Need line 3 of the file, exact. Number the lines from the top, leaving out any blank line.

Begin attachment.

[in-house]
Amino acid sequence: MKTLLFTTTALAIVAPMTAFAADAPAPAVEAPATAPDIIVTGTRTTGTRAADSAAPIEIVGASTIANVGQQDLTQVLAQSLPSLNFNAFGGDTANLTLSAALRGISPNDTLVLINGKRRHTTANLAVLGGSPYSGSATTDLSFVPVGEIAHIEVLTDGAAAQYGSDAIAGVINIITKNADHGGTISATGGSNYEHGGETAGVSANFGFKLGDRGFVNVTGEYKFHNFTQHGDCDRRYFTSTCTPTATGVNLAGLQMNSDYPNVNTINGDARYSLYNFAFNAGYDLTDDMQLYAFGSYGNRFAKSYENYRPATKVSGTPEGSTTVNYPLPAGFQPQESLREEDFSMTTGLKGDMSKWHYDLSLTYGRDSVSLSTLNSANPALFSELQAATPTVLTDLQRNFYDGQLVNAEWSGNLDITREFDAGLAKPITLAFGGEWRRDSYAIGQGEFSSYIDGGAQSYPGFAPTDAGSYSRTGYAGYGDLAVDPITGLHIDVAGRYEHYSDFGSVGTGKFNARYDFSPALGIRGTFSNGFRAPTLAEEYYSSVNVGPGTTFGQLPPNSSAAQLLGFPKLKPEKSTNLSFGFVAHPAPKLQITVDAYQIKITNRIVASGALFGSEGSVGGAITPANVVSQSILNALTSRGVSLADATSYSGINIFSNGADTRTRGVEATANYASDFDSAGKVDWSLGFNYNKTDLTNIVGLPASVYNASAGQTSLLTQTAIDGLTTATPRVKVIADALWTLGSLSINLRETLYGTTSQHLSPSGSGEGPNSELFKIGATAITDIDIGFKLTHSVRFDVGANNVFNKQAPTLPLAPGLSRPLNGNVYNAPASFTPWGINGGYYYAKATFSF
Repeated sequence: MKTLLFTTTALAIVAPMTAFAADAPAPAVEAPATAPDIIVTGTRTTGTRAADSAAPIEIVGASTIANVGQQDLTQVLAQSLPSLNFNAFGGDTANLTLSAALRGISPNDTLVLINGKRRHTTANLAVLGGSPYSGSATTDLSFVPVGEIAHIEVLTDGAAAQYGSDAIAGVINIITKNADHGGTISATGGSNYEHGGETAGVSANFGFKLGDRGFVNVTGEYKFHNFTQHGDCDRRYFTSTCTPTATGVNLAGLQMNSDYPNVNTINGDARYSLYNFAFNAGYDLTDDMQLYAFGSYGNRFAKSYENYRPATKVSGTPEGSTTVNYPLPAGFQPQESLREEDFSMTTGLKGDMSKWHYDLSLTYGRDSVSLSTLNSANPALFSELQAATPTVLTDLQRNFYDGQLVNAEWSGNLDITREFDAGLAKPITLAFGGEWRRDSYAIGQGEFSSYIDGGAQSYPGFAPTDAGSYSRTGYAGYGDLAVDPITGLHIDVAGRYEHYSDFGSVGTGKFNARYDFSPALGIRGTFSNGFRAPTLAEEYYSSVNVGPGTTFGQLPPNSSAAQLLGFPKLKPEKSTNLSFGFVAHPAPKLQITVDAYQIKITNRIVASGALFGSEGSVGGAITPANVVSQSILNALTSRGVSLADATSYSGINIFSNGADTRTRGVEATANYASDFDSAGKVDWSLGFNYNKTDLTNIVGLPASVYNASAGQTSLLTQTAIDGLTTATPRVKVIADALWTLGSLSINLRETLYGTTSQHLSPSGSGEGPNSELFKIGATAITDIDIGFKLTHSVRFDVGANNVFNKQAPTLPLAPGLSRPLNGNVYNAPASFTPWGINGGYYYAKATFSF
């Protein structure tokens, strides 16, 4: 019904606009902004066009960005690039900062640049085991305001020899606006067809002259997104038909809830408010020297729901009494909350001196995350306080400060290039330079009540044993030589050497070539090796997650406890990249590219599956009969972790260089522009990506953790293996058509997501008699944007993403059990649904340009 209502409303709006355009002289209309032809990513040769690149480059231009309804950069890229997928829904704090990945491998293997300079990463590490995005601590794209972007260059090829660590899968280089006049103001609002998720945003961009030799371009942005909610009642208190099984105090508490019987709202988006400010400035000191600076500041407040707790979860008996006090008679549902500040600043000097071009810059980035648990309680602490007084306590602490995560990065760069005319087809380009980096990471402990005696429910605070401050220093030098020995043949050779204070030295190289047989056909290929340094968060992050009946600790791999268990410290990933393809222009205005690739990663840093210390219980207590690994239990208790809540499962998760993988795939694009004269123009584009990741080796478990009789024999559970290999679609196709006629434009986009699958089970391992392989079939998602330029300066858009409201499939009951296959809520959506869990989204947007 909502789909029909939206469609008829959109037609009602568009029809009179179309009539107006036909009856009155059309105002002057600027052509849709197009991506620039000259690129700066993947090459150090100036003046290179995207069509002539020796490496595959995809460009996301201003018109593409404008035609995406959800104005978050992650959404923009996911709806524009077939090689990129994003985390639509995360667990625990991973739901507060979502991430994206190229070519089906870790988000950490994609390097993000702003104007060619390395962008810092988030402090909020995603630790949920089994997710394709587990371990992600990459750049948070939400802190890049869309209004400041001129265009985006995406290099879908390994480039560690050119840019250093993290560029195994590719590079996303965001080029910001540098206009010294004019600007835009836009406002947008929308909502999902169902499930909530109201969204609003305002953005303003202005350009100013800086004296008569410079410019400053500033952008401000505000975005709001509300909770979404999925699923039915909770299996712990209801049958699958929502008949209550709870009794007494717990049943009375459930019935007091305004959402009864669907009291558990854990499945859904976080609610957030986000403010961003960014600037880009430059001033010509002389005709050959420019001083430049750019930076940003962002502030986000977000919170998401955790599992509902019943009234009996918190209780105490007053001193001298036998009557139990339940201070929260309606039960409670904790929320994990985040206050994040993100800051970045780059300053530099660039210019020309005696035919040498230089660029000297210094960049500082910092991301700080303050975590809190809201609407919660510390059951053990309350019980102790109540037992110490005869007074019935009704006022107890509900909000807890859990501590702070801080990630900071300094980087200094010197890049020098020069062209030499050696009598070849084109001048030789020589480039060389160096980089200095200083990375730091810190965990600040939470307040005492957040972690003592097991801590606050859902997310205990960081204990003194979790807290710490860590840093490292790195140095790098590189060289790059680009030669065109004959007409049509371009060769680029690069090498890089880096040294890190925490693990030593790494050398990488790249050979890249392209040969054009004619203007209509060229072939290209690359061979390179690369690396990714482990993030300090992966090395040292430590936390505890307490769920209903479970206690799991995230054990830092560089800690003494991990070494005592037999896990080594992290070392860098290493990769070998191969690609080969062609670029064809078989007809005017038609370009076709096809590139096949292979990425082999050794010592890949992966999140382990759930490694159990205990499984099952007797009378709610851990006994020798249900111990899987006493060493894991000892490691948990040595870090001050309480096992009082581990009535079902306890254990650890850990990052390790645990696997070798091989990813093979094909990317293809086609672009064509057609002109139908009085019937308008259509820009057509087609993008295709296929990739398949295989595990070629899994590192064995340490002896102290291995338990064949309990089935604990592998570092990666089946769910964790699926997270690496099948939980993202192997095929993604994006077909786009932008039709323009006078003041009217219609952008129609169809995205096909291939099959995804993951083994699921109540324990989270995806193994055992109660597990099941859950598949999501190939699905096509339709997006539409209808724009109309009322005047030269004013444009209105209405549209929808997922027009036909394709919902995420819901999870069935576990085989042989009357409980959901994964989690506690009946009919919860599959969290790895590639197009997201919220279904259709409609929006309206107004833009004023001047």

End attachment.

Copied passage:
Repeated sequence: MKTLLFTTTALAIVAPMTAFAADAPAPAVEAPATAPDIIVTGTRTTGTRAADSAAPIEIVGASTIANVGQQDLTQVLAQSLPSLNFNAFGGDTANLTLSAALRGISPNDTLVLINGKRRHTTANLAVLGGSPYSGSATTDLSFVPVGEIAHIEVLTDGAAAQYGSDAIAGVINIITKNADHGGTISATGGSNYEHGGETAGVSANFGFKLGDRGFVNVTGEYKFHNFTQHGDCDRRYFTSTCTPTATGVNLAGLQMNSDYPNVNTINGDARYSLYNFAFNAGYDLTDDMQLYAFGSYGNRFAKSYENYRPATKVSGTPEGSTTVNYPLPAGFQPQESLREEDFSMTTGLKGDMSKWHYDLSLTYGRDSVSLSTLNSANPALFSELQAATPTVLTDLQRNFYDGQLVNAEWSGNLDITREFDAGLAKPITLAFGGEWRRDSYAIGQGEFSSYIDGGAQSYPGFAPTDAGSYSRTGYAGYGDLAVDPITGLHIDVAGRYEHYSDFGSVGTGKFNARYDFSPALGIRGTFSNGFRAPTLAEEYYSSVNVGPGTTFGQLPPNSSAAQLLGFPKLKPEKSTNLSFGFVAHPAPKLQITVDAYQIKITNRIVASGALFGSEGSVGGAITPANVVSQSILNALTSRGVSLADATSYSGINIFSNGADTRTRGVEATANYASDFDSAGKVDWSLGFNYNKTDLTNIVGLPASVYNASAGQTSLLTQTAIDGLTTATPRVKVIADALWTLGSLSINLRETLYGTTSQHLSPSGSGEGPNSELFKIGATAITDIDIGFKLTHSVRFDVGANNVFNKQAPTLPLAPGLSRPLNGNVYNAPASFTPWGINGGYYYAKATFSF